“The revolution began with considerable destruction of property. The Negroes on many plantations . . . broke the cotton gins [and] in other cases they began looting their master’s houses and furniture, and activity which the federal soldiers took up enthusiastically . . .

The [Secretary of the Treasury Salmon P. Chase’s] correspondence during the months following the fall of Port Royal showed him that the government would gain the support of an ever-increasing segment of the public through sterner war measures: “Wagons, cattle, Horses, Provisions, Negroes not excepted, in short everything useful to our army ought to be appropriated . . . advised one correspondent, who sharply criticized the government for looking “more to a peace through compromise, than to a . . . . victory of arms.”

Certainly [President Lincoln’s] cautious treatment of the issue in his message to Congress offered little encouragement. He threw the problem of defining the new status of the Negroes at Port Royal and others in their situation into the lap of Congress, and then asked that provisions be made to colonize the liberated Negroes “in a climate congenial to them.” Small wonder it was that Chase turned his first attention to contraband cotton rather than to contraband Negroes.

The rapid change in their status was not working to the advantage of many Sea Island Negroes . . . as the [Northern] army had made free use of plantation food stores, leaving many in the slave communities with little to eat. Commodore DuPont reported than numbers of the nearly ten thousand Negroes on the islands were by late winter “almost starving and some naked or nearly so . . .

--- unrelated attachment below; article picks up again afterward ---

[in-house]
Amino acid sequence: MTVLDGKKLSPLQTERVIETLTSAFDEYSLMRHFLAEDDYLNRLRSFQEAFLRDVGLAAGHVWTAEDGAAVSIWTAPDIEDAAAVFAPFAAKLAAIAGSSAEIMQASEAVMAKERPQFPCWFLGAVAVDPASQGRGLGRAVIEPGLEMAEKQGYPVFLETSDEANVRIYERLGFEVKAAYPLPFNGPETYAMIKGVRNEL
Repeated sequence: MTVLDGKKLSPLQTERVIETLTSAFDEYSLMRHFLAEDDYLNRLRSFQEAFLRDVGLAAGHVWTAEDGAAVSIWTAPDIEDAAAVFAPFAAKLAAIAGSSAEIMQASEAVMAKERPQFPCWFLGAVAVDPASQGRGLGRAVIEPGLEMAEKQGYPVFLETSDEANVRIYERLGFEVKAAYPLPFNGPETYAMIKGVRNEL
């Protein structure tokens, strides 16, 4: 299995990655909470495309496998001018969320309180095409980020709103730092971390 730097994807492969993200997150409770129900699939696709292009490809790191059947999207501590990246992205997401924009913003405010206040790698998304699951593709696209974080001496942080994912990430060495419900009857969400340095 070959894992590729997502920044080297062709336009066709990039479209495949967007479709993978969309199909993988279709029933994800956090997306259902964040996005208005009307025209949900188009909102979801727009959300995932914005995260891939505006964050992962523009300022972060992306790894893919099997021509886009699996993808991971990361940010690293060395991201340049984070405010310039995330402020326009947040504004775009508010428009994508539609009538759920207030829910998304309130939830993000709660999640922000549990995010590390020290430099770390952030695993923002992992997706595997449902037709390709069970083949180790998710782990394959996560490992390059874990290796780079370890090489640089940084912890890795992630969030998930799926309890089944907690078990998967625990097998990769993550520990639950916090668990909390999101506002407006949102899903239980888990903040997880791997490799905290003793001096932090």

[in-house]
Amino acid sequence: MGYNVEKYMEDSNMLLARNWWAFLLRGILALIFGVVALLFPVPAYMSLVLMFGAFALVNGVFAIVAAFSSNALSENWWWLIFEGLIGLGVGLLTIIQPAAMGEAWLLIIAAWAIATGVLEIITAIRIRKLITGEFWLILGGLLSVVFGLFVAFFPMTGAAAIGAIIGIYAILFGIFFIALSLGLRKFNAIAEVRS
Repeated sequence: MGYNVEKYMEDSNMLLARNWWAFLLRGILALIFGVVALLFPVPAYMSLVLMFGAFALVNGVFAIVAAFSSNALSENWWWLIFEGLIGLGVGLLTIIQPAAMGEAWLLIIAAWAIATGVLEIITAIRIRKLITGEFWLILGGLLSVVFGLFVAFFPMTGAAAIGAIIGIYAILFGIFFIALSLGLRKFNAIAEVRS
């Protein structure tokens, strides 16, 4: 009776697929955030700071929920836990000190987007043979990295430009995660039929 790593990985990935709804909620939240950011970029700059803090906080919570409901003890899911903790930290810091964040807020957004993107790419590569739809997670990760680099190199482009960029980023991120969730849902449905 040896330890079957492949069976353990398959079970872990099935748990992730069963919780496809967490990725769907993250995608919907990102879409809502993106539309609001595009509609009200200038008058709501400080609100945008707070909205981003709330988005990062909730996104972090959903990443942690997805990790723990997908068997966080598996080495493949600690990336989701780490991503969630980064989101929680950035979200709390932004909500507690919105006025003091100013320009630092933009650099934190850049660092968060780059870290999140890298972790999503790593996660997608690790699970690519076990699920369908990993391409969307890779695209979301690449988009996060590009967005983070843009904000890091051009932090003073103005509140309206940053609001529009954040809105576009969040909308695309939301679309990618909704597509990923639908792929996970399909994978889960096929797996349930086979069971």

Having no place to turn, they flocked to the neighborhood of the army camps [where] they were as often treated badly as offered employment and help. The New York Tribune’s correspondent reported that one enterprising and unscrupulous [Northern] officer was caught in the act of assembling a cargo of Negroes for transportation and sale in Cuba, thus giving one example of to bolster the late slave-masters’ prediction.

Something had to be done. If the land should lie fallow and the Negroes idle for long past the middle of February, there would be no cotton in 1862, and the Negroes would have to be supported by the government or charity, thus giving the opponents of emancipation a very good argument.

[Some saw in the Northern oversight of continued cotton production] arrangements the outlines of a typical graft opportunity, to achieve its classic form in the “company store” of a later day . . . and it was “of the utmost importance” that [the Negroes] should be kept busy “at the work which they have been accustomed to do . . . “

[One Northern agent] reported that the Sea Island Negroes knew all the steps involved in the cotton culture and that the great majority of them were ready to work, “with proper inducements.” They needed the help and protection of white men, however, in [his] opinion, and a good system of management. The Negroes were no longer slaves . . . Although they were “as yet in large numbers unprepared for the full privileges of citizens . . . “

(Rehearsal for Reconstruction, The Port Royal Experiment, Willie Lee Rose, Vintage Books, 1964, excerpts, pp. 16; 18-25; 29)